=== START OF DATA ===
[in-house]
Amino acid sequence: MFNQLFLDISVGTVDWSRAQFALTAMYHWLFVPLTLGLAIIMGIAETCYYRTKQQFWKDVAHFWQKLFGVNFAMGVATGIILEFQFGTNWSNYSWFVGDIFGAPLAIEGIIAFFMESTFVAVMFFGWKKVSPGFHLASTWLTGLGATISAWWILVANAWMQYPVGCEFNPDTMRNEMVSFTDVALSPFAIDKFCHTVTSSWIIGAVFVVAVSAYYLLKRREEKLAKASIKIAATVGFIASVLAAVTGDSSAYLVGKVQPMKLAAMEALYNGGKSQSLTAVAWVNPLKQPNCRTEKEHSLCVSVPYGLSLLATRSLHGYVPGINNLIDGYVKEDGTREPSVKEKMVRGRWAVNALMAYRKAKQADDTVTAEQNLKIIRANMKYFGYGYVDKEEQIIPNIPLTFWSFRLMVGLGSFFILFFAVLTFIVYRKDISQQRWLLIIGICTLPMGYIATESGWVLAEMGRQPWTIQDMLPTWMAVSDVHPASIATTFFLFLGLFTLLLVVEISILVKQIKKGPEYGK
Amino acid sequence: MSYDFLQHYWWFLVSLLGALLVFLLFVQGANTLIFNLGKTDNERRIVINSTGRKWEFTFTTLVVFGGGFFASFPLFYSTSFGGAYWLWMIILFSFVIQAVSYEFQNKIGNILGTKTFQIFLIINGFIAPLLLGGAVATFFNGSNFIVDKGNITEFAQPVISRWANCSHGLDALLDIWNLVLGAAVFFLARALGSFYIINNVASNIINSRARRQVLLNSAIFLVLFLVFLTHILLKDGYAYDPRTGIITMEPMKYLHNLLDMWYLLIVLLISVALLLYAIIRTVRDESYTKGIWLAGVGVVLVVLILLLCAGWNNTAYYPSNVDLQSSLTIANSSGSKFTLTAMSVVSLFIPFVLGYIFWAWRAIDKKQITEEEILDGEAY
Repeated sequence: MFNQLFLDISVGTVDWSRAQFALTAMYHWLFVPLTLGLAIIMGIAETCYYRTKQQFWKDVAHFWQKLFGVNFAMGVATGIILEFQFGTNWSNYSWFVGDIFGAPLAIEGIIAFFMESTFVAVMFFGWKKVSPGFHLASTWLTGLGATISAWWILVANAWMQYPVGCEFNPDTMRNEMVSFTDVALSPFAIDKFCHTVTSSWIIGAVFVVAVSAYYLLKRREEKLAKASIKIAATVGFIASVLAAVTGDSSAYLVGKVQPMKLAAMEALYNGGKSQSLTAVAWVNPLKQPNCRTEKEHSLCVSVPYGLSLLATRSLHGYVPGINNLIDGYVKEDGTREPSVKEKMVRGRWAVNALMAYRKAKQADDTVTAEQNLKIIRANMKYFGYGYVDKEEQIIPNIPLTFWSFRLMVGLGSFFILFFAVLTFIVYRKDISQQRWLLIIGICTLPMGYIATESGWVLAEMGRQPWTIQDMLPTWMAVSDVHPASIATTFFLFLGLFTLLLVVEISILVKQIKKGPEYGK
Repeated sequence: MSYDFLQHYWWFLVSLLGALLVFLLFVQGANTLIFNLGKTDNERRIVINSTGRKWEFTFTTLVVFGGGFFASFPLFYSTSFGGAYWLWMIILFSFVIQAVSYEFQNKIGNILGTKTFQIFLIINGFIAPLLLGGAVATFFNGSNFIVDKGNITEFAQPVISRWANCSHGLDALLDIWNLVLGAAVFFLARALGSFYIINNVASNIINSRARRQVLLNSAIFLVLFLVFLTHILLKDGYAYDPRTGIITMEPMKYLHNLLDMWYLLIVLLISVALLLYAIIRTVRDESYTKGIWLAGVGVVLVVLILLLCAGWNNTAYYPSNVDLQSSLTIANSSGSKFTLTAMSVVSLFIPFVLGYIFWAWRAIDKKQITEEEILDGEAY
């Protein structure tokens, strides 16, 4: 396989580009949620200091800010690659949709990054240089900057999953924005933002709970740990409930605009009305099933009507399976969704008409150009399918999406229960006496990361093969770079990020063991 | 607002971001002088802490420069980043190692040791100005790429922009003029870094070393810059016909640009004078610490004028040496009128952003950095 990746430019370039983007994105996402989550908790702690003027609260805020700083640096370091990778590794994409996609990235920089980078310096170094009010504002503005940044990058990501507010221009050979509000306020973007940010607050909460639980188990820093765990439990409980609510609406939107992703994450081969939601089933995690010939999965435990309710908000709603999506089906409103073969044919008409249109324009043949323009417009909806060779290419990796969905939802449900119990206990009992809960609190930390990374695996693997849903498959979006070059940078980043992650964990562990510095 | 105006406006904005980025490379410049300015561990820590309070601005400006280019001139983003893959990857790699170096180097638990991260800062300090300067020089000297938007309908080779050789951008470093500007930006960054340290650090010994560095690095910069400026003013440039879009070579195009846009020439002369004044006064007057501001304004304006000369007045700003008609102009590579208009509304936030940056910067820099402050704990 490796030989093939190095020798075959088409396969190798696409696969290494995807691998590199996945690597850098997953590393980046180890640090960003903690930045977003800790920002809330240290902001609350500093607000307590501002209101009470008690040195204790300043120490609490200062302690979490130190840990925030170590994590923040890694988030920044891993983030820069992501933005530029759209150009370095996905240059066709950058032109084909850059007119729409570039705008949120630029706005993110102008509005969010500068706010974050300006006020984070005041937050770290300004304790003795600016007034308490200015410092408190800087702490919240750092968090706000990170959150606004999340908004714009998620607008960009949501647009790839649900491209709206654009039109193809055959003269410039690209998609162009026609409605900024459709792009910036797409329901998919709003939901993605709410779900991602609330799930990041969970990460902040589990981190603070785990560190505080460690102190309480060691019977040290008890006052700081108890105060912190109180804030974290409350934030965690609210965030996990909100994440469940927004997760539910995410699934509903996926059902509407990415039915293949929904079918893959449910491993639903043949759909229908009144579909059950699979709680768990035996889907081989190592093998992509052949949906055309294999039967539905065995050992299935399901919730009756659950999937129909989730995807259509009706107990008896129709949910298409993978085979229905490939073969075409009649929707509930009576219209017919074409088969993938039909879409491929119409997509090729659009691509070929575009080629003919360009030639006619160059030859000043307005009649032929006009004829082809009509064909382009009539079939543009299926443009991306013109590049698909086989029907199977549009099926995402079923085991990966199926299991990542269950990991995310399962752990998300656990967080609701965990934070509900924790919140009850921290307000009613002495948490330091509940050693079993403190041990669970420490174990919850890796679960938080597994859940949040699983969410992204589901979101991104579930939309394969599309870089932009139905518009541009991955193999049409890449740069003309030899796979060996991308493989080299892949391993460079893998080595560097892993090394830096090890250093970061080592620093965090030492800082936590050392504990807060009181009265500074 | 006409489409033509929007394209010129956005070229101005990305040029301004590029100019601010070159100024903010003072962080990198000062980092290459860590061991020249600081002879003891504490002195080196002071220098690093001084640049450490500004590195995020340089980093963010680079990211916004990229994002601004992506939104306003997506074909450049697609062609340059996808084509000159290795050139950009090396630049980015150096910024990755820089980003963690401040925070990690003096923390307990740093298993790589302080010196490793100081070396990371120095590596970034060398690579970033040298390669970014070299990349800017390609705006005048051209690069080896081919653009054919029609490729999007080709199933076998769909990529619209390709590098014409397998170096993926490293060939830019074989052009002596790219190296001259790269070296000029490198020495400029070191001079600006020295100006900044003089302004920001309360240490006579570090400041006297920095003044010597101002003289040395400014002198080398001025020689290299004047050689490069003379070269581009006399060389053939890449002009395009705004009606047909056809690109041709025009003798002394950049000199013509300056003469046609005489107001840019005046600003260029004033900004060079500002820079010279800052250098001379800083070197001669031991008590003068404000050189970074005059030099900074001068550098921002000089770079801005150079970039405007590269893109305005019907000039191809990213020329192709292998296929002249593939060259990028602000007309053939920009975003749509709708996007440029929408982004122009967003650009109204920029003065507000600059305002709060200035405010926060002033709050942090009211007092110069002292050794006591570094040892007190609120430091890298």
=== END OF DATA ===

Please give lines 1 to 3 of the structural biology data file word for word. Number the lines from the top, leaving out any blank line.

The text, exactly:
[in-house]
Amino acid sequence: MFNQLFLDISVGTVDWSRAQFALTAMYHWLFVPLTLGLAIIMGIAETCYYRTKQQFWKDVAHFWQKLFGVNFAMGVATGIILEFQFGTNWSNYSWFVGDIFGAPLAIEGIIAFFMESTFVAVMFFGWKKVSPGFHLASTWLTGLGATISAWWILVANAWMQYPVGCEFNPDTMRNEMVSFTDVALSPFAIDKFCHTVTSSWIIGAVFVVAVSAYYLLKRREEKLAKASIKIAATVGFIASVLAAVTGDSSAYLVGKVQPMKLAAMEALYNGGKSQSLTAVAWVNPLKQPNCRTEKEHSLCVSVPYGLSLLATRSLHGYVPGINNLIDGYVKEDGTREPSVKEKMVRGRWAVNALMAYRKAKQADDTVTAEQNLKIIRANMKYFGYGYVDKEEQIIPNIPLTFWSFRLMVGLGSFFILFFAVLTFIVYRKDISQQRWLLIIGICTLPMGYIATESGWVLAEMGRQPWTIQDMLPTWMAVSDVHPASIATTFFLFLGLFTLLLVVEISILVKQIKKGPEYGK
Amino acid sequence: MSYDFLQHYWWFLVSLLGALLVFLLFVQGANTLIFNLGKTDNERRIVINSTGRKWEFTFTTLVVFGGGFFASFPLFYSTSFGGAYWLWMIILFSFVIQAVSYEFQNKIGNILGTKTFQIFLIINGFIAPLLLGGAVATFFNGSNFIVDKGNITEFAQPVISRWANCSHGLDALLDIWNLVLGAAVFFLARALGSFYIINNVASNIINSRARRQVLLNSAIFLVLFLVFLTHILLKDGYAYDPRTGIITMEPMKYLHNLLDMWYLLIVLLISVALLLYAIIRTVRDESYTKGIWLAGVGVVLVVLILLLCAGWNNTAYYPSNVDLQSSLTIANSSGSKFTLTAMSVVSLFIPFVLGYIFWAWRAIDKKQITEEEILDGEAY